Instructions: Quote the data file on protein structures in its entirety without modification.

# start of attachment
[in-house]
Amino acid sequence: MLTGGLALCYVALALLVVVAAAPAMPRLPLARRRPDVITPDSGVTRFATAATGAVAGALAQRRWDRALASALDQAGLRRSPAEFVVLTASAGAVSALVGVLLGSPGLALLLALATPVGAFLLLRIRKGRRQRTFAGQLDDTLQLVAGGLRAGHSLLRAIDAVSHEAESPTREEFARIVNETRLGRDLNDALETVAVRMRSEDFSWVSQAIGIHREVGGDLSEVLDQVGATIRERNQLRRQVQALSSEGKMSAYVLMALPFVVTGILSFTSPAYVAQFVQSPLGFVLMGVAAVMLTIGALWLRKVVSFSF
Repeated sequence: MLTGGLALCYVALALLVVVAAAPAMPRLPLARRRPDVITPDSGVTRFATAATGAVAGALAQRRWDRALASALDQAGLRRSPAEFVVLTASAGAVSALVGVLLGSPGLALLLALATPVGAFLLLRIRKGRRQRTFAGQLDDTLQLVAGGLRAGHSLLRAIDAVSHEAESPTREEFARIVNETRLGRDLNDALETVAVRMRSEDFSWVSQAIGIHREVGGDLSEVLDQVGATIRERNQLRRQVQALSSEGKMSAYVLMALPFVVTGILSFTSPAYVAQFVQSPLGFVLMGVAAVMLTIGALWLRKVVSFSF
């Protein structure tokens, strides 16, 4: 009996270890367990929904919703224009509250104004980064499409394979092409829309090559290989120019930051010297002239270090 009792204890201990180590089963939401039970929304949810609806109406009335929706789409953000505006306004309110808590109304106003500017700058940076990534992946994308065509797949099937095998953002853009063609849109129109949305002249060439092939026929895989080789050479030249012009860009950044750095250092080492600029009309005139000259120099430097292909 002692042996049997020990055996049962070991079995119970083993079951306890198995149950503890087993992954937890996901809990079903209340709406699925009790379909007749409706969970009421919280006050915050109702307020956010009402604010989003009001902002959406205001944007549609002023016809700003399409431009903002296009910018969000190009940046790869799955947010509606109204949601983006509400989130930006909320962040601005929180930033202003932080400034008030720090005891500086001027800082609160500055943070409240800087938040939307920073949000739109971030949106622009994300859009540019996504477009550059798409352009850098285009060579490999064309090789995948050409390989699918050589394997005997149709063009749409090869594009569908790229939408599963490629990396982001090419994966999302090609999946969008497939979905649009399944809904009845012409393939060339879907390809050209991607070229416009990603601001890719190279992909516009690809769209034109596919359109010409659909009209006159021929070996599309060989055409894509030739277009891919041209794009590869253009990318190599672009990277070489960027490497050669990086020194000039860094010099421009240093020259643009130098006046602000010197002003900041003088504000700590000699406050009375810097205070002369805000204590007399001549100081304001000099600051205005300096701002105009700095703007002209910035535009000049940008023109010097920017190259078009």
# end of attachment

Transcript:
[in-house]
Amino acid sequence: MLTGGLALCYVALALLVVVAAAPAMPRLPLARRRPDVITPDSGVTRFATAATGAVAGALAQRRWDRALASALDQAGLRRSPAEFVVLTASAGAVSALVGVLLGSPGLALLLALATPVGAFLLLRIRKGRRQRTFAGQLDDTLQLVAGGLRAGHSLLRAIDAVSHEAESPTREEFARIVNETRLGRDLNDALETVAVRMRSEDFSWVSQAIGIHREVGGDLSEVLDQVGATIRERNQLRRQVQALSSEGKMSAYVLMALPFVVTGILSFTSPAYVAQFVQSPLGFVLMGVAAVMLTIGALWLRKVVSFSF
Repeated sequence: MLTGGLALCYVALALLVVVAAAPAMPRLPLARRRPDVITPDSGVTRFATAATGAVAGALAQRRWDRALASALDQAGLRRSPAEFVVLTASAGAVSALVGVLLGSPGLALLLALATPVGAFLLLRIRKGRRQRTFAGQLDDTLQLVAGGLRAGHSLLRAIDAVSHEAESPTREEFARIVNETRLGRDLNDALETVAVRMRSEDFSWVSQAIGIHREVGGDLSEVLDQVGATIRERNQLRRQVQALSSEGKMSAYVLMALPFVVTGILSFTSPAYVAQFVQSPLGFVLMGVAAVMLTIGALWLRKVVSFSF
């Protein structure tokens, strides 16, 4: 009996270890367990929904919703224009509250104004980064499409394979092409829309090559290989120019930051010297002239270090 009792204890201990180590089963939401039970929304949810609806109406009335929706789409953000505006306004309110808590109304106003500017700058940076990534992946994308065509797949099937095998953002853009063609849109129109949305002249060439092939026929895989080789050479030249012009860009950044750095250092080492600029009309005139000259120099430097292909 002692042996049997020990055996049962070991079995119970083993079951306890198995149950503890087993992954937890996901809990079903209340709406699925009790379909007749409706969970009421919280006050915050109702307020956010009402604010989003009001902002959406205001944007549609002023016809700003399409431009903002296009910018969000190009940046790869799955947010509606109204949601983006509400989130930006909320962040601005929180930033202003932080400034008030720090005891500086001027800082609160500055943070409240800087938040939307920073949000739109971030949106622009994300859009540019996504477009550059798409352009850098285009060579490999064309090789995948050409390989699918050589394997005997149709063009749409090869594009569908790229939408599963490629990396982001090419994966999302090609999946969008497939979905649009399944809904009845012409393939060339879907390809050209991607070229416009990603601001890719190279992909516009690809769209034109596919359109010409659909009209006159021929070996599309060989055409894509030739277009891919041209794009590869253009990318190599672009990277070489960027490497050669990086020194000039860094010099421009240093020259643009130098006046602000010197002003900041003088504000700590000699406050009375810097205070002369805000204590007399001549100081304001000099600051205005300096701002105009700095703007002209910035535009000049940008023109010097920017190259078009």